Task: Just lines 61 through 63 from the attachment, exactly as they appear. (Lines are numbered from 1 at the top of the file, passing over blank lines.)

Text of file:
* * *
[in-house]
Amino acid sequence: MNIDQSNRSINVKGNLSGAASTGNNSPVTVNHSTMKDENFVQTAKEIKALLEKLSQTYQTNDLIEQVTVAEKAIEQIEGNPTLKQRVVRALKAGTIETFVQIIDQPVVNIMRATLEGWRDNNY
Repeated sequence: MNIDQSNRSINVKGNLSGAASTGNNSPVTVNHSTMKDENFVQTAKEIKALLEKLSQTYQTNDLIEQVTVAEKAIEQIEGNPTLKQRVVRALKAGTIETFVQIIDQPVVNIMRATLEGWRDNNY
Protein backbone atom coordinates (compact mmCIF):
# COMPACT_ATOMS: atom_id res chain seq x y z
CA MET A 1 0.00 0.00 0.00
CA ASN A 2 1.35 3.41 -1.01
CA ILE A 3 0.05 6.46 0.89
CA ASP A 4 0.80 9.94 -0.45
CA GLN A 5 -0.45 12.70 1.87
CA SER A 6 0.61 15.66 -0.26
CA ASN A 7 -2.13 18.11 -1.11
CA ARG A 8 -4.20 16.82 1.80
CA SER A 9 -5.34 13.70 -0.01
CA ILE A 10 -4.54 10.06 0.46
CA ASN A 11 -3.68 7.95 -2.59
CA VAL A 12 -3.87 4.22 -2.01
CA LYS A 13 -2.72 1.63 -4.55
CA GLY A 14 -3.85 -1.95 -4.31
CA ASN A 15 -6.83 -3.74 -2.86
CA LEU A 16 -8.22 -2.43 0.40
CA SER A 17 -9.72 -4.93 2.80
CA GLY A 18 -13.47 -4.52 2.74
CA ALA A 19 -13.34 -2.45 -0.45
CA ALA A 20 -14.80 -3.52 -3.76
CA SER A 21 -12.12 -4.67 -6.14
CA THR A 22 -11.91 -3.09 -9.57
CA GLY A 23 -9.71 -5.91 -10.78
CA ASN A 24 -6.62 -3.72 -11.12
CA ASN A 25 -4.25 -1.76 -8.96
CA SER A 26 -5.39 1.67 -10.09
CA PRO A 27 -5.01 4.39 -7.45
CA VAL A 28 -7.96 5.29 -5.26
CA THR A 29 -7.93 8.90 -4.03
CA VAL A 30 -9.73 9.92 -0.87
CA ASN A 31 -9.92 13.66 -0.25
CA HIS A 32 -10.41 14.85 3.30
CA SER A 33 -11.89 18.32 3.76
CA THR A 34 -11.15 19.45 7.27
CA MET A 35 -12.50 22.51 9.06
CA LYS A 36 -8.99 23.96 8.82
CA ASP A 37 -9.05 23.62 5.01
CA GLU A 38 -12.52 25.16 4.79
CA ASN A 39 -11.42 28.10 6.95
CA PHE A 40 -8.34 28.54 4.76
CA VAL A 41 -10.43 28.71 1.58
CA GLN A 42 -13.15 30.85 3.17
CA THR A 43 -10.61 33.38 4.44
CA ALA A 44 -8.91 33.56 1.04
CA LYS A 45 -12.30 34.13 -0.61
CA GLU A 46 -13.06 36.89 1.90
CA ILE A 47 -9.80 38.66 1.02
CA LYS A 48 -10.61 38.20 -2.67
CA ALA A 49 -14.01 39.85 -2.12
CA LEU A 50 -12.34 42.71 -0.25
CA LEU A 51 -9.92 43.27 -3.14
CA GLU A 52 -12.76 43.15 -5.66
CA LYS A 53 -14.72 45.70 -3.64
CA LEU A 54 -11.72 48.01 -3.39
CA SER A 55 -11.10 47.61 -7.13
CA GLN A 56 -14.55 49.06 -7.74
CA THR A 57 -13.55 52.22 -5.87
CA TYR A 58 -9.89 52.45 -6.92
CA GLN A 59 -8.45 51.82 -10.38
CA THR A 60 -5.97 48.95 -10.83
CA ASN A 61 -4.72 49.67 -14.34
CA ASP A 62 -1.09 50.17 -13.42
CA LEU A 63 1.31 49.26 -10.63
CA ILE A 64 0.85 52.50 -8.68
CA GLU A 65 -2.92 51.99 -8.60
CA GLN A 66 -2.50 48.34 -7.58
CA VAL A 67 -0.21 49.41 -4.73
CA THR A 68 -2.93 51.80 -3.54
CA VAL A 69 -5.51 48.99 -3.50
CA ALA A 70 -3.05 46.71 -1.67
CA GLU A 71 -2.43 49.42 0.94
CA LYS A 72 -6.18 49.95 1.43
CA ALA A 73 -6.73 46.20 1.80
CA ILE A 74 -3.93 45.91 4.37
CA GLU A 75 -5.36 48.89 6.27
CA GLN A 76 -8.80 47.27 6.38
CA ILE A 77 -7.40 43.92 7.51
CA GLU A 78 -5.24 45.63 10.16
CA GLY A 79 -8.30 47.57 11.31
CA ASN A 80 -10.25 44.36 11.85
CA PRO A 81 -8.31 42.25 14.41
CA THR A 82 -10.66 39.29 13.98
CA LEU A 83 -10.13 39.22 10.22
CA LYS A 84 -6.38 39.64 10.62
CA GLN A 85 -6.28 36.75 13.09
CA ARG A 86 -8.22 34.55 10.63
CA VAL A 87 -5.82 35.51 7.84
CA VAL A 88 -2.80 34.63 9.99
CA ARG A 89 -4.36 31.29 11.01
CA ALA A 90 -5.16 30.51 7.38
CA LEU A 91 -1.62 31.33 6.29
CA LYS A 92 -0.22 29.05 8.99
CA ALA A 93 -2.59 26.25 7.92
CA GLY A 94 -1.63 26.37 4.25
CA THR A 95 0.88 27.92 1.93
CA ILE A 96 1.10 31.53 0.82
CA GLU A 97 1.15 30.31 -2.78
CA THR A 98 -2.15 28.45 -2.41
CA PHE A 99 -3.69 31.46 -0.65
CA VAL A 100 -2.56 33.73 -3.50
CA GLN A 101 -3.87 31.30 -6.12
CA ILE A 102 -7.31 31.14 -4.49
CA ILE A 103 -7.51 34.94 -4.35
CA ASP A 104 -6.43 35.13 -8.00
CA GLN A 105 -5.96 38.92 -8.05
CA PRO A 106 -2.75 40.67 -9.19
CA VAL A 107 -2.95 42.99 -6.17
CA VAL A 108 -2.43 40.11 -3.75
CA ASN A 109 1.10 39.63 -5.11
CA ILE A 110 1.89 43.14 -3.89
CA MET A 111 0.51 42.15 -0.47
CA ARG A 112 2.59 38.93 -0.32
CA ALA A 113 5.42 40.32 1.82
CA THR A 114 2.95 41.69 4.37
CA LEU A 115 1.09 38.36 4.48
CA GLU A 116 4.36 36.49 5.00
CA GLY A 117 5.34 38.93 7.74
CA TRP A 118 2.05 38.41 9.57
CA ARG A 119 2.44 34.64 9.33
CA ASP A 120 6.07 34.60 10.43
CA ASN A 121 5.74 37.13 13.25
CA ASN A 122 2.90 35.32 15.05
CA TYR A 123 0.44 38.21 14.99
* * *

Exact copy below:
CA GLN A 56 -14.55 49.06 -7.74
CA THR A 57 -13.55 52.22 -5.87
CA TYR A 58 -9.89 52.45 -6.92